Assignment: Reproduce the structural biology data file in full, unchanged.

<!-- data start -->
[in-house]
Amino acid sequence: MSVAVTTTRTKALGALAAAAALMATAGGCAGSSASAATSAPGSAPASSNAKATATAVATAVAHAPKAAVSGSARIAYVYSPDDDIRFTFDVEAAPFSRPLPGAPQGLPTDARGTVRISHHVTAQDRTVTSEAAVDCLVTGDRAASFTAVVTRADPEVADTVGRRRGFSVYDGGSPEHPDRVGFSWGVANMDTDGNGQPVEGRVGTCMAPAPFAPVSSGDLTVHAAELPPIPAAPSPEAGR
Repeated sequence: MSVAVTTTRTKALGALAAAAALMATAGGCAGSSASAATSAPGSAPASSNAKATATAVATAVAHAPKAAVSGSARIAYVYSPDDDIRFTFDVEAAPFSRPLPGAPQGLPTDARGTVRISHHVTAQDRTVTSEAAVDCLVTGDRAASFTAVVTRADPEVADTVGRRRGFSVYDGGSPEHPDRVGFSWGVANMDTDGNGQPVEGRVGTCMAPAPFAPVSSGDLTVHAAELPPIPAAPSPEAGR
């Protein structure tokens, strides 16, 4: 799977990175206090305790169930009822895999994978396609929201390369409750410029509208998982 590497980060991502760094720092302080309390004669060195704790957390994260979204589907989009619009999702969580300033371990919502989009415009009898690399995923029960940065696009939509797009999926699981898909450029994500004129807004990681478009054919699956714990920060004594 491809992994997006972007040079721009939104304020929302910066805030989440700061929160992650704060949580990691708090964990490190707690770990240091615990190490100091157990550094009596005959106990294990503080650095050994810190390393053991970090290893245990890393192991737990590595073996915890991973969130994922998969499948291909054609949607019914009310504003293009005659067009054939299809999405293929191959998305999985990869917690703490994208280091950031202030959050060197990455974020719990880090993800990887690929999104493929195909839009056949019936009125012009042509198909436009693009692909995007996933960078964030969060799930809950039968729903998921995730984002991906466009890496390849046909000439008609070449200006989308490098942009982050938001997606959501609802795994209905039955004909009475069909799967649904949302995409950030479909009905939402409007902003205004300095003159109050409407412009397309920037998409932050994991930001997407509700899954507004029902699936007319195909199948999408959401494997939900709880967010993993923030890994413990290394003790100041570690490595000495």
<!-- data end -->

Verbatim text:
[in-house]
Amino acid sequence: MSVAVTTTRTKALGALAAAAALMATAGGCAGSSASAATSAPGSAPASSNAKATATAVATAVAHAPKAAVSGSARIAYVYSPDDDIRFTFDVEAAPFSRPLPGAPQGLPTDARGTVRISHHVTAQDRTVTSEAAVDCLVTGDRAASFTAVVTRADPEVADTVGRRRGFSVYDGGSPEHPDRVGFSWGVANMDTDGNGQPVEGRVGTCMAPAPFAPVSSGDLTVHAAELPPIPAAPSPEAGR
Repeated sequence: MSVAVTTTRTKALGALAAAAALMATAGGCAGSSASAATSAPGSAPASSNAKATATAVATAVAHAPKAAVSGSARIAYVYSPDDDIRFTFDVEAAPFSRPLPGAPQGLPTDARGTVRISHHVTAQDRTVTSEAAVDCLVTGDRAASFTAVVTRADPEVADTVGRRRGFSVYDGGSPEHPDRVGFSWGVANMDTDGNGQPVEGRVGTCMAPAPFAPVSSGDLTVHAAELPPIPAAPSPEAGR
């Protein structure tokens, strides 16, 4: 799977990175206090305790169930009822895999994978396609929201390369409750410029509208998982 590497980060991502760094720092302080309390004669060195704790957390994260979204589907989009619009999702969580300033371990919502989009415009009898690399995923029960940065696009939509797009999926699981898909450029994500004129807004990681478009054919699956714990920060004594 491809992994997006972007040079721009939104304020929302910066805030989440700061929160992650704060949580990691708090964990490190707690770990240091615990190490100091157990550094009596005959106990294990503080650095050994810190390393053991970090290893245990890393192991737990590595073996915890991973969130994922998969499948291909054609949607019914009310504003293009005659067009054939299809999405293929191959998305999985990869917690703490994208280091950031202030959050060197990455974020719990880090993800990887690929999104493929195909839009056949019936009125012009042509198909436009693009692909995007996933960078964030969060799930809950039968729903998921995730984002991906466009890496390849046909000439008609070449200006989308490098942009982050938001997606959501609802795994209905039955004909009475069909799967649904949302995409950030479909009905939402409007902003205004300095003159109050409407412009397309920037998409932050994991930001997407509700899954507004029902699936007319195909199948999408959401494997939900709880967010993993923030890994413990290394003790100041570690490595000495």